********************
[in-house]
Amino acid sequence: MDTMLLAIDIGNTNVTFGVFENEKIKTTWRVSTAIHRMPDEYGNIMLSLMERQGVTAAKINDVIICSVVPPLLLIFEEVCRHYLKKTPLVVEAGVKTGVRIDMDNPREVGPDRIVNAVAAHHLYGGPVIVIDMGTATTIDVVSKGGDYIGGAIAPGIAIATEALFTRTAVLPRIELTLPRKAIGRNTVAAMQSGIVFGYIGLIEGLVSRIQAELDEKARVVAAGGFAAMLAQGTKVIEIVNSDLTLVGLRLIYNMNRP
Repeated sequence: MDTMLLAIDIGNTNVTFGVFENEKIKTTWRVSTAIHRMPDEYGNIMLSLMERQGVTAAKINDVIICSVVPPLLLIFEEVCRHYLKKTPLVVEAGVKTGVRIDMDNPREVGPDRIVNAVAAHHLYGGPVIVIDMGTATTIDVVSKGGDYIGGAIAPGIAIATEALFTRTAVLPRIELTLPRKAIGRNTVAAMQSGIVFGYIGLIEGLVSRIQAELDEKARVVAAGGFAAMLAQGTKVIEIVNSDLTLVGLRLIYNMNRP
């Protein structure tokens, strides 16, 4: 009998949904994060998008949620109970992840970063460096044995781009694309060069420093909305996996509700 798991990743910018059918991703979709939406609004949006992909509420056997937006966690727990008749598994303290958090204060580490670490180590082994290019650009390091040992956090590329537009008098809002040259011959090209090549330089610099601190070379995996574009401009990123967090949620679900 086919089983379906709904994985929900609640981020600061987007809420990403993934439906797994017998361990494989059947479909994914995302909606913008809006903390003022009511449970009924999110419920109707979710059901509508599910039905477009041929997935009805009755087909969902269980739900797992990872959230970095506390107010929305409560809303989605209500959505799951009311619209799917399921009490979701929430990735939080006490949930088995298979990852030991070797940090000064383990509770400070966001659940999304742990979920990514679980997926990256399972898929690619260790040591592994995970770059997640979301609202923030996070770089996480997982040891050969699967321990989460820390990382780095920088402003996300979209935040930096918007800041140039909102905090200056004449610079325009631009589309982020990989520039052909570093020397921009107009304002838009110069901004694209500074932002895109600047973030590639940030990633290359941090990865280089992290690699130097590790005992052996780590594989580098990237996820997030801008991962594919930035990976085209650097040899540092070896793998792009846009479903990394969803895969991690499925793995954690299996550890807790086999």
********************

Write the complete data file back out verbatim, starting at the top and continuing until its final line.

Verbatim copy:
[in-house]
Amino acid sequence: MDTMLLAIDIGNTNVTFGVFENEKIKTTWRVSTAIHRMPDEYGNIMLSLMERQGVTAAKINDVIICSVVPPLLLIFEEVCRHYLKKTPLVVEAGVKTGVRIDMDNPREVGPDRIVNAVAAHHLYGGPVIVIDMGTATTIDVVSKGGDYIGGAIAPGIAIATEALFTRTAVLPRIELTLPRKAIGRNTVAAMQSGIVFGYIGLIEGLVSRIQAELDEKARVVAAGGFAAMLAQGTKVIEIVNSDLTLVGLRLIYNMNRP
Repeated sequence: MDTMLLAIDIGNTNVTFGVFENEKIKTTWRVSTAIHRMPDEYGNIMLSLMERQGVTAAKINDVIICSVVPPLLLIFEEVCRHYLKKTPLVVEAGVKTGVRIDMDNPREVGPDRIVNAVAAHHLYGGPVIVIDMGTATTIDVVSKGGDYIGGAIAPGIAIATEALFTRTAVLPRIELTLPRKAIGRNTVAAMQSGIVFGYIGLIEGLVSRIQAELDEKARVVAAGGFAAMLAQGTKVIEIVNSDLTLVGLRLIYNMNRP
């Protein structure tokens, strides 16, 4: 009998949904994060998008949620109970992840970063460096044995781009694309060069420093909305996996509700 798991990743910018059918991703979709939406609004949006992909509420056997937006966690727990008749598994303290958090204060580490670490180590082994290019650009390091040992956090590329537009008098809002040259011959090209090549330089610099601190070379995996574009401009990123967090949620679900 086919089983379906709904994985929900609640981020600061987007809420990403993934439906797994017998361990494989059947479909994914995302909606913008809006903390003022009511449970009924999110419920109707979710059901509508599910039905477009041929997935009805009755087909969902269980739900797992990872959230970095506390107010929305409560809303989605209500959505799951009311619209799917399921009490979701929430990735939080006490949930088995298979990852030991070797940090000064383990509770400070966001659940999304742990979920990514679980997926990256399972898929690619260790040591592994995970770059997640979301609202923030996070770089996480997982040891050969699967321990989460820390990382780095920088402003996300979209935040930096918007800041140039909102905090200056004449610079325009631009589309982020990989520039052909570093020397921009107009304002838009110069901004694209500074932002895109600047973030590639940030990633290359941090990865280089992290690699130097590790005992052996780590594989580098990237996820997030801008991962594919930035990976085209650097040899540092070896793998792009846009479903990394969803895969991690499925793995954690299996550890807790086999």